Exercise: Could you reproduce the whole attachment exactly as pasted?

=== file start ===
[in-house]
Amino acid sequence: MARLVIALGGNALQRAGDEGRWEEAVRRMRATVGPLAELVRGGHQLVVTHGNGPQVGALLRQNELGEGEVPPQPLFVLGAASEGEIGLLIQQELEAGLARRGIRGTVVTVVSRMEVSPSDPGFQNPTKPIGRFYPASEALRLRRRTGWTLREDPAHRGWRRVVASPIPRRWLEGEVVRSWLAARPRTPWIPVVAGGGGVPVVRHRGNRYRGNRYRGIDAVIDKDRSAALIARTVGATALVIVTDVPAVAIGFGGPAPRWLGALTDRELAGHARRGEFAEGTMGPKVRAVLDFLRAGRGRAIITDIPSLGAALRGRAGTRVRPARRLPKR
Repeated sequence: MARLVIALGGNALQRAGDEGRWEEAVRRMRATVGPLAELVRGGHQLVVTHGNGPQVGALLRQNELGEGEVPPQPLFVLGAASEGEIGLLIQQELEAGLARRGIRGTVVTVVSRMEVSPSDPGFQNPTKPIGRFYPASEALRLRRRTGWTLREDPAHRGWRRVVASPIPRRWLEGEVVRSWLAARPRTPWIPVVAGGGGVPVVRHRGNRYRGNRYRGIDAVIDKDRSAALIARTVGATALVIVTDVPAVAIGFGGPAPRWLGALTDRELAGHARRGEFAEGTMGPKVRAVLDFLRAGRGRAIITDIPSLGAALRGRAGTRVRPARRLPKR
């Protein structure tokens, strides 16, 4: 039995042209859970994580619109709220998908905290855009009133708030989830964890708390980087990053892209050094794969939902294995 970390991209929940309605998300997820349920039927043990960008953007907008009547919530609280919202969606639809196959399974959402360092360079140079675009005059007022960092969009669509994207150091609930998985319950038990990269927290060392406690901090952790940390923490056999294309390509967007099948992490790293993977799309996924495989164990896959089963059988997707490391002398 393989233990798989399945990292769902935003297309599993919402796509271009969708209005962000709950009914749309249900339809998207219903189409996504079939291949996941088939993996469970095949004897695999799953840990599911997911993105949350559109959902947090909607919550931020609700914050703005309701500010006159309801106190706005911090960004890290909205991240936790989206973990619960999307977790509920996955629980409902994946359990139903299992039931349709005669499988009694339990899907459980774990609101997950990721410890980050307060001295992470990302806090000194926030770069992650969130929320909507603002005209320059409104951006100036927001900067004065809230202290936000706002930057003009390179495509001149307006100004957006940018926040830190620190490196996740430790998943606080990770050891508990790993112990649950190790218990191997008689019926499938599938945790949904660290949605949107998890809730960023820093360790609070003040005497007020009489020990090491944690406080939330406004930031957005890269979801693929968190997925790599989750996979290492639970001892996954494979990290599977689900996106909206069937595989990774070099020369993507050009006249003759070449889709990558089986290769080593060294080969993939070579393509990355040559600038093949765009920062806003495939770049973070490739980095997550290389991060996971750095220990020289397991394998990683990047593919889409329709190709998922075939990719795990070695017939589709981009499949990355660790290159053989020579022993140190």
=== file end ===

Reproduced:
[in-house]
Amino acid sequence: MARLVIALGGNALQRAGDEGRWEEAVRRMRATVGPLAELVRGGHQLVVTHGNGPQVGALLRQNELGEGEVPPQPLFVLGAASEGEIGLLIQQELEAGLARRGIRGTVVTVVSRMEVSPSDPGFQNPTKPIGRFYPASEALRLRRRTGWTLREDPAHRGWRRVVASPIPRRWLEGEVVRSWLAARPRTPWIPVVAGGGGVPVVRHRGNRYRGNRYRGIDAVIDKDRSAALIARTVGATALVIVTDVPAVAIGFGGPAPRWLGALTDRELAGHARRGEFAEGTMGPKVRAVLDFLRAGRGRAIITDIPSLGAALRGRAGTRVRPARRLPKR
Repeated sequence: MARLVIALGGNALQRAGDEGRWEEAVRRMRATVGPLAELVRGGHQLVVTHGNGPQVGALLRQNELGEGEVPPQPLFVLGAASEGEIGLLIQQELEAGLARRGIRGTVVTVVSRMEVSPSDPGFQNPTKPIGRFYPASEALRLRRRTGWTLREDPAHRGWRRVVASPIPRRWLEGEVVRSWLAARPRTPWIPVVAGGGGVPVVRHRGNRYRGNRYRGIDAVIDKDRSAALIARTVGATALVIVTDVPAVAIGFGGPAPRWLGALTDRELAGHARRGEFAEGTMGPKVRAVLDFLRAGRGRAIITDIPSLGAALRGRAGTRVRPARRLPKR
């Protein structure tokens, strides 16, 4: 039995042209859970994580619109709220998908905290855009009133708030989830964890708390980087990053892209050094794969939902294995 970390991209929940309605998300997820349920039927043990960008953007907008009547919530609280919202969606639809196959399974959402360092360079140079675009005059007022960092969009669509994207150091609930998985319950038990990269927290060392406690901090952790940390923490056999294309390509967007099948992490790293993977799309996924495989164990896959089963059988997707490391002398 393989233990798989399945990292769902935003297309599993919402796509271009969708209005962000709950009914749309249900339809998207219903189409996504079939291949996941088939993996469970095949004897695999799953840990599911997911993105949350559109959902947090909607919550931020609700914050703005309701500010006159309801106190706005911090960004890290909205991240936790989206973990619960999307977790509920996955629980409902994946359990139903299992039931349709005669499988009694339990899907459980774990609101997950990721410890980050307060001295992470990302806090000194926030770069992650969130929320909507603002005209320059409104951006100036927001900067004065809230202290936000706002930057003009390179495509001149307006100004957006940018926040830190620190490196996740430790998943606080990770050891508990790993112990649950190790218990191997008689019926499938599938945790949904660290949605949107998890809730960023820093360790609070003040005497007020009489020990090491944690406080939330406004930031957005890269979801693929968190997925790599989750996979290492639970001892996954494979990290599977689900996106909206069937595989990774070099020369993507050009006249003759070449889709990558089986290769080593060294080969993939070579393509990355040559600038093949765009920062806003495939770049973070490739980095997550290389991060996971750095220990020289397991394998990683990047593919889409329709190709998922075939990719795990070695017939589709981009499949990355660790290159053989020579022993140190």